• http://www.facebook.com/profile.php?id=643444028 Carmit Mizrahi Hartal

    Few corrections:

    1) The “queen of heaven” mentioned in your biblical quote is not Asherah, but her daughter, Astarte. She was the one widely worshiped in ancient Israel.

    2) There is no evidence that the *goddess* Ashera was worshiped among Israelites. They did use a ritual object called asherah (with a small a).

    3) Since Israelites never worshiped Asherah as a goddess, she also was very, very rarely considered Yahweh’s wife. Yahweh did absorb most of Asherah’s husband (El) properties, and one of those properties sometimes was his wife. However, there was no Israelite “divine couple”. That is reinventing history.

    • http://www.patheos.com/ Star Foster

      So the Book of Jeremiah is wrong?

    • http://ianphanes.livejournal.com/ Ian Phanes

      What are your scholarly sources for these claims?

      I am particularly taken aback by the claim that Astarte is Ashera’s daughter. Every source I’ve run across treats those as linguistic cognates.

    • http://kauko-niskala.blogspot.com Kauko

      1) it’s unclear whether the ‘Queen of Heaven’ refers to Asherah or Astarte in the Hebrew Bible.

      2) There’s no reason not to assume that the ritual objects called Asherah in the Hebrew Bible weren’t associated with the worship of the deity Asherah.

      3) At Kuntillat Ajrud an inscription (and depiction) dating to the 8th century BCE was found which calls on YHWH and ‘his Asherah’ for blessing (בירכתי אתכם ליהוה שומרון ולאשרתו)

      Another similar inscription was found at Khirbet el-Kom which read “Blessed be Uriyahu by YHWH and by his Asherah; from his enemies he saved him!”.

      • http://www.facebook.com/profile.php?id=643444028 Carmit Mizrahi Hartal

        Ian: Of course I have scholarly sources to my claims. See Mark Smith’s The Early History of God as well as The Origins of Biblical Monotheism. Some of Dannis Pardee’s work with Ugrait’s texts. Simon B. Parker’s work with same texts.

        Kauko: 1) Actually it *is* clear that it’s Astarte. It’s clear both from biblical language itself, as well as from external sources (i.e. ancient Cannaanite sources referring to Astarte as such. The only debate regarding this title is weather or not Astarte at this point was already “mixed” in local culture with the Babylonian Ishtar or not. Either way, definitely not Asherah.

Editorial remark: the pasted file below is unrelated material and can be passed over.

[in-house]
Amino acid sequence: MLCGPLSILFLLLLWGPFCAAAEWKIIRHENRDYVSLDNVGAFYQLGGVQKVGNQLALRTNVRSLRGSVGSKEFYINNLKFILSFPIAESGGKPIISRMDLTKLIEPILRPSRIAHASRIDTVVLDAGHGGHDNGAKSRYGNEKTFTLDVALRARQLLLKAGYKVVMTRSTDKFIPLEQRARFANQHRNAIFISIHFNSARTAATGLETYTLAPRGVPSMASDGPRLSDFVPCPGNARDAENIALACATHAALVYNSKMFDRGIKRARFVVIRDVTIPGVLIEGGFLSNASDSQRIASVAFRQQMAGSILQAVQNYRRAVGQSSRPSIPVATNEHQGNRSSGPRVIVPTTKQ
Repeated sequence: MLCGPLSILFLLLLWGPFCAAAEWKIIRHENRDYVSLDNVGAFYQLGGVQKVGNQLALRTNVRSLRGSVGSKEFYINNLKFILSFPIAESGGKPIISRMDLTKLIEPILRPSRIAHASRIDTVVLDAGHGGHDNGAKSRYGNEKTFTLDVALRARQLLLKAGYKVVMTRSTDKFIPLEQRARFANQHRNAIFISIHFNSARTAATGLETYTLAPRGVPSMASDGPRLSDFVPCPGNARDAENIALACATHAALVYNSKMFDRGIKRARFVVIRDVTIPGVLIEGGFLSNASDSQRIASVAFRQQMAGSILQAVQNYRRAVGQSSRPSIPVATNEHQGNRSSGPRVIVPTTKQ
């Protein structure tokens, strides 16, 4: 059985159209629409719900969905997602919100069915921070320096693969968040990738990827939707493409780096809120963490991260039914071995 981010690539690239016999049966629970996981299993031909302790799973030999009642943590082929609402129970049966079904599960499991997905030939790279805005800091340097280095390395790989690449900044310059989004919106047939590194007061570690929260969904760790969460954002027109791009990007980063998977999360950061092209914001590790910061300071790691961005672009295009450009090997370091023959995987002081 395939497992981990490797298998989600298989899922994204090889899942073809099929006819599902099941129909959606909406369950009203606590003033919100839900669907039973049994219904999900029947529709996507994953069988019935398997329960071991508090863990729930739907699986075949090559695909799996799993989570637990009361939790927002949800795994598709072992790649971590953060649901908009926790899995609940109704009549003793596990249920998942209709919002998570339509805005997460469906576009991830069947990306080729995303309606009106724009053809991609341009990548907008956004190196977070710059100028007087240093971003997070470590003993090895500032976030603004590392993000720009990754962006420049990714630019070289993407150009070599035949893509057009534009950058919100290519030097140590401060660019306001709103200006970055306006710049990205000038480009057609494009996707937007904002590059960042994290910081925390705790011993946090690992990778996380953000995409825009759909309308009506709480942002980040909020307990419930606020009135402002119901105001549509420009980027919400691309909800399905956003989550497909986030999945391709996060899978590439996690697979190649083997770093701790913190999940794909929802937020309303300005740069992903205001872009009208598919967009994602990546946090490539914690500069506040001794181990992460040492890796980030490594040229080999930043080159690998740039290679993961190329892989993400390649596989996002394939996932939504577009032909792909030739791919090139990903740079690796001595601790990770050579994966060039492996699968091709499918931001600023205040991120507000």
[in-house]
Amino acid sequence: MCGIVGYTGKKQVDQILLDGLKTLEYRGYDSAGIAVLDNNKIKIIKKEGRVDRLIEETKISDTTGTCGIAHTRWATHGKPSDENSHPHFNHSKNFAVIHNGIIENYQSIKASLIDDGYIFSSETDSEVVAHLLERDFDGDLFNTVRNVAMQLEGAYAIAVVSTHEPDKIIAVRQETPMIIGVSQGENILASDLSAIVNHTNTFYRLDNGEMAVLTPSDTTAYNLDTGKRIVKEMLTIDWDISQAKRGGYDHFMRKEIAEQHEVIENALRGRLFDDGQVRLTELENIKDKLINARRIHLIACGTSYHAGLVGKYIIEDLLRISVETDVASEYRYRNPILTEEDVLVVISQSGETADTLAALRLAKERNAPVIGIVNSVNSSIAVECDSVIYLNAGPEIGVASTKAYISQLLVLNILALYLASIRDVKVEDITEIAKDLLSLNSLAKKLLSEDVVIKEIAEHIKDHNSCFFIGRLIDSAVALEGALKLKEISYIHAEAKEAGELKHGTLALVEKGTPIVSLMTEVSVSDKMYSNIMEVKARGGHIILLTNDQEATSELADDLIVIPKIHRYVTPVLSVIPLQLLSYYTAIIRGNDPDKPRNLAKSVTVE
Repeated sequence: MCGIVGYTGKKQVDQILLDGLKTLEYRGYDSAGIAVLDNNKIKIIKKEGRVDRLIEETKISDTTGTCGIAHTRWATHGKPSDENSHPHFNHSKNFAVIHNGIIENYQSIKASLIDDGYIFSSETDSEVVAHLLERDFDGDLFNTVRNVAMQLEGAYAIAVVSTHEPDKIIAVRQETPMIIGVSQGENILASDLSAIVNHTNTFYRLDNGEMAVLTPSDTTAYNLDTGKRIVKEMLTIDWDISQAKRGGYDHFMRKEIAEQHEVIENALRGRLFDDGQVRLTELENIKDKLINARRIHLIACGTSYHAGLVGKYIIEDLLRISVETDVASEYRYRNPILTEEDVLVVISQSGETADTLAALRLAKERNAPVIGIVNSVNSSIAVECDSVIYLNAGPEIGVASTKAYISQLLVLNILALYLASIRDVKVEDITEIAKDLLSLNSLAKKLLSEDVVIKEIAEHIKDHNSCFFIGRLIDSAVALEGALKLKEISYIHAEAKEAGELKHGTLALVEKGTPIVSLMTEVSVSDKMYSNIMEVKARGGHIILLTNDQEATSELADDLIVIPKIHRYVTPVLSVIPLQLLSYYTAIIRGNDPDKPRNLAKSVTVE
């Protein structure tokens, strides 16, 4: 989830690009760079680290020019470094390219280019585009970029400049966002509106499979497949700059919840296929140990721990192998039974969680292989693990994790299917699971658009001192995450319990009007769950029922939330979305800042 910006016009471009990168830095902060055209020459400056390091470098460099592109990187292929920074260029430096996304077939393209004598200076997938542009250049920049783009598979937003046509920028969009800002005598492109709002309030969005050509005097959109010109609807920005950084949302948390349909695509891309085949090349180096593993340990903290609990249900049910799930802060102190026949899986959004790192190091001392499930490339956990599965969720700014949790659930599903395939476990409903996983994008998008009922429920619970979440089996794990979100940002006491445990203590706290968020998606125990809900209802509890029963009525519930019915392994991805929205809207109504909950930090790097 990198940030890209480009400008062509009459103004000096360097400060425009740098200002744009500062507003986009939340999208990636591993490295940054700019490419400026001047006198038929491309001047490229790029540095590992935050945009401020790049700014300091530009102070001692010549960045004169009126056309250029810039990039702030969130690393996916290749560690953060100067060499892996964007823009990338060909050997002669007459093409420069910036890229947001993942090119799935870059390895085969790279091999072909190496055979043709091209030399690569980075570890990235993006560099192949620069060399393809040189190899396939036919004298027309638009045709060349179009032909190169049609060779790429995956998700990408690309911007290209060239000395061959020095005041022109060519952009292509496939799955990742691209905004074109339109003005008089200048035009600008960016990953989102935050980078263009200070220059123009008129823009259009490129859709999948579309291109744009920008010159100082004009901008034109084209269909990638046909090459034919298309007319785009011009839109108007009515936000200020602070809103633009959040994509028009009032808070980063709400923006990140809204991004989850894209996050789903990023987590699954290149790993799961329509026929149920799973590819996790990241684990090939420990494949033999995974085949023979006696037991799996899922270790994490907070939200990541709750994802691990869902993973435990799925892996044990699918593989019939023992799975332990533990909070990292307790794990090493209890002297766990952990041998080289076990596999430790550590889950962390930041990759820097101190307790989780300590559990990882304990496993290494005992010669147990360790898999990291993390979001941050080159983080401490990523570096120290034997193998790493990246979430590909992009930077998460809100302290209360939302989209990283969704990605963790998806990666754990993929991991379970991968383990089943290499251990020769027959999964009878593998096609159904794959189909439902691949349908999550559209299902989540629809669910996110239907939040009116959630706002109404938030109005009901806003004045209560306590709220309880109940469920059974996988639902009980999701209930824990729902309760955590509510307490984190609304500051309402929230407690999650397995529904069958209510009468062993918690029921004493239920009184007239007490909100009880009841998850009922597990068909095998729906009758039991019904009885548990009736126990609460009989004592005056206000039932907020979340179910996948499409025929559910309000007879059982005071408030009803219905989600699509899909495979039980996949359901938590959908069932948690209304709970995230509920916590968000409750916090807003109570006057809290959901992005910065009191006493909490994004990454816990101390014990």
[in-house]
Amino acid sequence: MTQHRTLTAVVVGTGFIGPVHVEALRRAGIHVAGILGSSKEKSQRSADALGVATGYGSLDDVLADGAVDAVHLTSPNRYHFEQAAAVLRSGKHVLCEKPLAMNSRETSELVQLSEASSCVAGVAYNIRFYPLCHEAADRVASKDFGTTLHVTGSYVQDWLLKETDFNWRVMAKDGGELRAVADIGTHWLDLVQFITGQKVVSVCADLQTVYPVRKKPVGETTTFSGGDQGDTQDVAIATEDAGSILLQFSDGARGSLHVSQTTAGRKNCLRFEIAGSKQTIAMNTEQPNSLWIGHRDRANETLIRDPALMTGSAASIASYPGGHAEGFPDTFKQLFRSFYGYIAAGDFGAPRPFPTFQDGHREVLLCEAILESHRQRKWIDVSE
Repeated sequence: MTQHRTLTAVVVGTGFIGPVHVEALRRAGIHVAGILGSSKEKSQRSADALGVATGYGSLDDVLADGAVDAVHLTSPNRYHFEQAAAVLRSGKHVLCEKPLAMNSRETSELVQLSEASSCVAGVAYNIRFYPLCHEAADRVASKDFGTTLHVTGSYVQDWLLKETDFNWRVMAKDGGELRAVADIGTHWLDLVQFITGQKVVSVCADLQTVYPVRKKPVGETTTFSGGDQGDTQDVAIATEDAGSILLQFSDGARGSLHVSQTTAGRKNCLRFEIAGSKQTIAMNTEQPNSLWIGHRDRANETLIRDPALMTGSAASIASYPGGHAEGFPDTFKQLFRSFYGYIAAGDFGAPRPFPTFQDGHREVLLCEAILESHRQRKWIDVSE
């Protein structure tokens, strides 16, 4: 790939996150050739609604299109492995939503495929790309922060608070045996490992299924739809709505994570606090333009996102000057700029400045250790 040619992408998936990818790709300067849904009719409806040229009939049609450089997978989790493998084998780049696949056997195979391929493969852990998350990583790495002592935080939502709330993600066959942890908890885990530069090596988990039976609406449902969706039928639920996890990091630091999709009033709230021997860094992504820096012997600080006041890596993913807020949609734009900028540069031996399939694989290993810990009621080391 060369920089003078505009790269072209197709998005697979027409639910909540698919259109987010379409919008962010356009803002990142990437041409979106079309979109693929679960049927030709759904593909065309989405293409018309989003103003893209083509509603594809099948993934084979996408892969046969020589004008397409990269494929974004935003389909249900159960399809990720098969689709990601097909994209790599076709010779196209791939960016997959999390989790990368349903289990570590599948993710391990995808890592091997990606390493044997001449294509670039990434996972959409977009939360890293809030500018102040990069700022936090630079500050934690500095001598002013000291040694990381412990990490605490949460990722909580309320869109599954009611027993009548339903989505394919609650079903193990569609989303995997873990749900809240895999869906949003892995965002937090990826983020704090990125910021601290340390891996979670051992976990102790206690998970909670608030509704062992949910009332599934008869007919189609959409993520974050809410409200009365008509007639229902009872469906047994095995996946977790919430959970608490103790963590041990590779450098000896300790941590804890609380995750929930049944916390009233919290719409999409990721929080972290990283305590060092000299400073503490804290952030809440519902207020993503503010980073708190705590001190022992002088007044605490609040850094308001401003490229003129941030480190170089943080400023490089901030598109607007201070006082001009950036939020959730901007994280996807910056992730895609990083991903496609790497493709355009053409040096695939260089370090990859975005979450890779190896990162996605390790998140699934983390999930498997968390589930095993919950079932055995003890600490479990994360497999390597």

2) Recent studies show differently. See above sources I mentioned for Ian. There are tons of other researches I can quote, but only if you speak Hebrew :)

        3) This finding is one of only two references to Asherah in such a way, compared to doznes (over a hundred perhaps? never counted properly) of other pieces of evidences to the contrary. This is why I wrote “very, very rarely considered”…

  • http://www.facebook.com/profile.php?id=1362174498 Lillitu Shahar Kunning

    Interesting, Star. Theologically, I believe that men came second, just as they do in the womb. Men are formed from women- as above so below.

    This also fits my tradition’s creation story- all comes from God Herself, including all other gods and goddesses and all of creation. She is the origin, just like in humans here on earth.

    The earlier Greek myths reflected this- it was only after the Hellenic Greeks took over that they flipped the story to be more patriarchal. (Women coming from men).

    I also have huge issues with women who leave men out, as well as try and define for other people what a woman is (and therefore leave out trans women). I am in a trad that has amazingly strong male Witches, and I wouldn’t have it any other way.

    • Nestis

      So you consider your theological etiology to be inclusive of trans women?

      • Sara A.

        Our theology is pretty inclusive, period. The creation story in particular depicts gender as a spectrum of transformation, so…yeah.

        • Nestis

          I also consider my thealogy to be inclusive, and I believe that sex/gender is a spectrum (male and female are not oppositional, biologically or socially).

          However, I do agree with the OP that female is the root from which all human life springs, and I think this is supported scientifically as well as thealogically.